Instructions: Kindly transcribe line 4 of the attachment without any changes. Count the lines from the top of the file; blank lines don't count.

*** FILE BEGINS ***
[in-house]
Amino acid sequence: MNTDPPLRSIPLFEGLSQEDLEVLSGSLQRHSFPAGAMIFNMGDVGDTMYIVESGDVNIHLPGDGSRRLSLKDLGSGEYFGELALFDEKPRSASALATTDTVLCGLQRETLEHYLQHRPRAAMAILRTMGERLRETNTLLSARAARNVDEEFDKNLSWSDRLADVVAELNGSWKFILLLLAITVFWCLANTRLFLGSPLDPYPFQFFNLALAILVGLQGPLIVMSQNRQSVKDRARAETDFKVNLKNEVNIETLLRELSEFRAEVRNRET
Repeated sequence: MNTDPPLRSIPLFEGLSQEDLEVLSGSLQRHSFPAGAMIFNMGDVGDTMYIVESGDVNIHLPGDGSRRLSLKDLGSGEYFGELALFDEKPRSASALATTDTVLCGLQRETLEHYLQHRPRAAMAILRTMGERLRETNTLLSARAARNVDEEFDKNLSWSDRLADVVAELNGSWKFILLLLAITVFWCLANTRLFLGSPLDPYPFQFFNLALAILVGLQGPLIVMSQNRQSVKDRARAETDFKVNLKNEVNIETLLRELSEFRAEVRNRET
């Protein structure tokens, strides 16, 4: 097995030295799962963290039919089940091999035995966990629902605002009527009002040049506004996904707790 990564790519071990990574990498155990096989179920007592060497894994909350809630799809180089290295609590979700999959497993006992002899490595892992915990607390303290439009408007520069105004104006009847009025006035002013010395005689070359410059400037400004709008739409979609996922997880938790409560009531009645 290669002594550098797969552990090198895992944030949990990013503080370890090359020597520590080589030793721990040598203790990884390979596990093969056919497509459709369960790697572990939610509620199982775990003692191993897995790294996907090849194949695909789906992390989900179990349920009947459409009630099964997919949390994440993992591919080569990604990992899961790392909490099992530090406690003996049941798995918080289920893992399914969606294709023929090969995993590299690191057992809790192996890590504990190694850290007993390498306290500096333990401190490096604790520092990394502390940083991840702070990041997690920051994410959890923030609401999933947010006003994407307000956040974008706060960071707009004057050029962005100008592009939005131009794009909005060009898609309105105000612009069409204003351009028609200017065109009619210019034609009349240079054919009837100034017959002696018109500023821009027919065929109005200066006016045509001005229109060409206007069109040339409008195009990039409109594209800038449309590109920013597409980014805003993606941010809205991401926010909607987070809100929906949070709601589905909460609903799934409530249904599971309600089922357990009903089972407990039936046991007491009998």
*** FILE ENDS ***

């Protein structure tokens, strides 16, 4: 097995030295799962963290039919089940091999035995966990629902605002009527009002040049506004996904707790 990564790519071990990574990498155990096989179920007592060497894994909350809630799809180089290295609590979700999959497993006992002899490595892992915990607390303290439009408007520069105004104006009847009025006035002013010395005689070359410059400037400004709008739409979609996922997880938790409560009531009645 290669002594550098797969552990090198895992944030949990990013503080370890090359020597520590080589030793721990040598203790990884390979596990093969056919497509459709369960790697572990939610509620199982775990003692191993897995790294996907090849194949695909789906992390989900179990349920009947459409009630099964997919949390994440993992591919080569990604990992899961790392909490099992530090406690003996049941798995918080289920893992399914969606294709023929090969995993590299690191057992809790192996890590504990190694850290007993390498306290500096333990401190490096604790520092990394502390940083991840702070990041997690920051994410959890923030609401999933947010006003994407307000956040974008706060960071707009004057050029962005100008592009939005131009794009909005060009898609309105105000612009069409204003351009028609200017065109009619210019034609009349240079054919009837100034017959002696018109500023821009027919065929109005200066006016045509001005229109060409206007069109040339409008195009990039409109594209800038449309590109920013597409980014805003993606941010809205991401926010909607987070809100929906949070709601589905909460609903799934409530249904599971309600089922357990009903089972407990039936046991007491009998």